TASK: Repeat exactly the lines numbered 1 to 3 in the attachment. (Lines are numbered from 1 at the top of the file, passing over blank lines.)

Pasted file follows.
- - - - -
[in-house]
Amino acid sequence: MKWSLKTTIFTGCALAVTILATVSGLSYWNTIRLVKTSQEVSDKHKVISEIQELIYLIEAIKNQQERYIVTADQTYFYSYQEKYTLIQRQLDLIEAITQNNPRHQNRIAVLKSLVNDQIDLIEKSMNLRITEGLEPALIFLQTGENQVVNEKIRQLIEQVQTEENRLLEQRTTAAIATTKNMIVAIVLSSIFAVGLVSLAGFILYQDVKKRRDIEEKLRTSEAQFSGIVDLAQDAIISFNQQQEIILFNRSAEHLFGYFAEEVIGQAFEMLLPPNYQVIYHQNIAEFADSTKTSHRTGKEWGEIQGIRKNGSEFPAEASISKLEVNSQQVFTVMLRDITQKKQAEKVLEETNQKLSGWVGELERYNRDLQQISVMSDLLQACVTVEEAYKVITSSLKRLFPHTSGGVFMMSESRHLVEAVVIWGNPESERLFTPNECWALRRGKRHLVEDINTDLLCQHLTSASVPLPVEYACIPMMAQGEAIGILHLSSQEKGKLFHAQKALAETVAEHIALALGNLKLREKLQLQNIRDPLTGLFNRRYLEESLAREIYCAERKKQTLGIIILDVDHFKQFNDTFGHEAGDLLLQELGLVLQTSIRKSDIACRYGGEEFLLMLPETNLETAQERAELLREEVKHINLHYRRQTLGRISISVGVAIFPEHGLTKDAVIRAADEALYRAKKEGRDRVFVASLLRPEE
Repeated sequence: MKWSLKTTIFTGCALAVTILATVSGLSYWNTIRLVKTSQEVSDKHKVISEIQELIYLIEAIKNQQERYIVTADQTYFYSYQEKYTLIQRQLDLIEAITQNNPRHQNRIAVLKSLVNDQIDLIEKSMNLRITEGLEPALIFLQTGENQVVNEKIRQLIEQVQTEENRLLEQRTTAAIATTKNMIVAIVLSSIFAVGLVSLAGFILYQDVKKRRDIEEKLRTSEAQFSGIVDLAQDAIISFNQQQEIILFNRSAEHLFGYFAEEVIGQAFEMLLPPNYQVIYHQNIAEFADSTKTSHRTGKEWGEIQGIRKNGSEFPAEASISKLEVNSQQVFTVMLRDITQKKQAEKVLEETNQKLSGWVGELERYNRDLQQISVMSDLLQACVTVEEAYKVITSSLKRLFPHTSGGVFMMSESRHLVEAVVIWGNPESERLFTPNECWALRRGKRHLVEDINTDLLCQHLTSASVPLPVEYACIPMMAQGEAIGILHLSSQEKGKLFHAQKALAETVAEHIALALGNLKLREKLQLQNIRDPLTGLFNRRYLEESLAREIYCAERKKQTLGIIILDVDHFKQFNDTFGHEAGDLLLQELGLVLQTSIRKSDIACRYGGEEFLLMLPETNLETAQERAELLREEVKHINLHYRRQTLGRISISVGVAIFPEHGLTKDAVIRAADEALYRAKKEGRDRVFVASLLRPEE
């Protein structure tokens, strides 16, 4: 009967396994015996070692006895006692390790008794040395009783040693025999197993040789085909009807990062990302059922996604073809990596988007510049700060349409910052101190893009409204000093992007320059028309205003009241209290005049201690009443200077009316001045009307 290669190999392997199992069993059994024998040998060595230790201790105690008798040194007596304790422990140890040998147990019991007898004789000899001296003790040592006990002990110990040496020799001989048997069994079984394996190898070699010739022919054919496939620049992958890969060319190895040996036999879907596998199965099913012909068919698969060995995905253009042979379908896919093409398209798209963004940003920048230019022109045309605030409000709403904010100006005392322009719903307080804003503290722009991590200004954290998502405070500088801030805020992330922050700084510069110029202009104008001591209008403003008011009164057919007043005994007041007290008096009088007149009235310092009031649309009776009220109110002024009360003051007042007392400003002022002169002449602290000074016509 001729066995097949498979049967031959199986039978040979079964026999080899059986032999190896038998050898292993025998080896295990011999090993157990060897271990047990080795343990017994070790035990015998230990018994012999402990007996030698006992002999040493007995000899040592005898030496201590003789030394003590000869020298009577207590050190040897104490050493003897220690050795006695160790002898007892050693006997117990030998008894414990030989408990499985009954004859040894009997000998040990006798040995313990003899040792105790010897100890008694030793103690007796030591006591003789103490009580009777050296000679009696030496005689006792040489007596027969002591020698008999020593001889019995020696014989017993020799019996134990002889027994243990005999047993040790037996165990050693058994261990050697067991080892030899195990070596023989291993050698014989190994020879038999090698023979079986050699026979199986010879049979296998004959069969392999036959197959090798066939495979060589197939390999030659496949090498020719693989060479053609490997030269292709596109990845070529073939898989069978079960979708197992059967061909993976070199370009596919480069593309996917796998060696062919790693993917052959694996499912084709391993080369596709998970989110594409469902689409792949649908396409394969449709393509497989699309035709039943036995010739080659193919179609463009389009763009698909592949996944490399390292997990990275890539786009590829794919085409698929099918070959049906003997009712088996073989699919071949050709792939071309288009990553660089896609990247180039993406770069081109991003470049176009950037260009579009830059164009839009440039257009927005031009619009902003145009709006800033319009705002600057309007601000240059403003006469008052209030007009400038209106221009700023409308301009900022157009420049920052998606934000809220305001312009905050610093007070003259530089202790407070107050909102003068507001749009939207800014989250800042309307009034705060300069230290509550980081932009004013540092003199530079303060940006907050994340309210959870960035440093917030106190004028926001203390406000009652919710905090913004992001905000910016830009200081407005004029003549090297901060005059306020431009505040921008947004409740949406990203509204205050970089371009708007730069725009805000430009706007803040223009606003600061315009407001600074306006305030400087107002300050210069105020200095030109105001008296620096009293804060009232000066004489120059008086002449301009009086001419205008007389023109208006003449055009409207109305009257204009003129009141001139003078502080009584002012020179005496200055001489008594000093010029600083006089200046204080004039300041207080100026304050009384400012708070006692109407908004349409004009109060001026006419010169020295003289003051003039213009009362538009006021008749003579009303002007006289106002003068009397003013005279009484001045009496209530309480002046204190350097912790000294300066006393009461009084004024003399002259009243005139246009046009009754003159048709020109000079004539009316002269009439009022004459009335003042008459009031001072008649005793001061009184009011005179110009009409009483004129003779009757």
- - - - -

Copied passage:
[in-house]
Amino acid sequence: MKWSLKTTIFTGCALAVTILATVSGLSYWNTIRLVKTSQEVSDKHKVISEIQELIYLIEAIKNQQERYIVTADQTYFYSYQEKYTLIQRQLDLIEAITQNNPRHQNRIAVLKSLVNDQIDLIEKSMNLRITEGLEPALIFLQTGENQVVNEKIRQLIEQVQTEENRLLEQRTTAAIATTKNMIVAIVLSSIFAVGLVSLAGFILYQDVKKRRDIEEKLRTSEAQFSGIVDLAQDAIISFNQQQEIILFNRSAEHLFGYFAEEVIGQAFEMLLPPNYQVIYHQNIAEFADSTKTSHRTGKEWGEIQGIRKNGSEFPAEASISKLEVNSQQVFTVMLRDITQKKQAEKVLEETNQKLSGWVGELERYNRDLQQISVMSDLLQACVTVEEAYKVITSSLKRLFPHTSGGVFMMSESRHLVEAVVIWGNPESERLFTPNECWALRRGKRHLVEDINTDLLCQHLTSASVPLPVEYACIPMMAQGEAIGILHLSSQEKGKLFHAQKALAETVAEHIALALGNLKLREKLQLQNIRDPLTGLFNRRYLEESLAREIYCAERKKQTLGIIILDVDHFKQFNDTFGHEAGDLLLQELGLVLQTSIRKSDIACRYGGEEFLLMLPETNLETAQERAELLREEVKHINLHYRRQTLGRISISVGVAIFPEHGLTKDAVIRAADEALYRAKKEGRDRVFVASLLRPEE
Repeated sequence: MKWSLKTTIFTGCALAVTILATVSGLSYWNTIRLVKTSQEVSDKHKVISEIQELIYLIEAIKNQQERYIVTADQTYFYSYQEKYTLIQRQLDLIEAITQNNPRHQNRIAVLKSLVNDQIDLIEKSMNLRITEGLEPALIFLQTGENQVVNEKIRQLIEQVQTEENRLLEQRTTAAIATTKNMIVAIVLSSIFAVGLVSLAGFILYQDVKKRRDIEEKLRTSEAQFSGIVDLAQDAIISFNQQQEIILFNRSAEHLFGYFAEEVIGQAFEMLLPPNYQVIYHQNIAEFADSTKTSHRTGKEWGEIQGIRKNGSEFPAEASISKLEVNSQQVFTVMLRDITQKKQAEKVLEETNQKLSGWVGELERYNRDLQQISVMSDLLQACVTVEEAYKVITSSLKRLFPHTSGGVFMMSESRHLVEAVVIWGNPESERLFTPNECWALRRGKRHLVEDINTDLLCQHLTSASVPLPVEYACIPMMAQGEAIGILHLSSQEKGKLFHAQKALAETVAEHIALALGNLKLREKLQLQNIRDPLTGLFNRRYLEESLAREIYCAERKKQTLGIIILDVDHFKQFNDTFGHEAGDLLLQELGLVLQTSIRKSDIACRYGGEEFLLMLPETNLETAQERAELLREEVKHINLHYRRQTLGRISISVGVAIFPEHGLTKDAVIRAADEALYRAKKEGRDRVFVASLLRPEE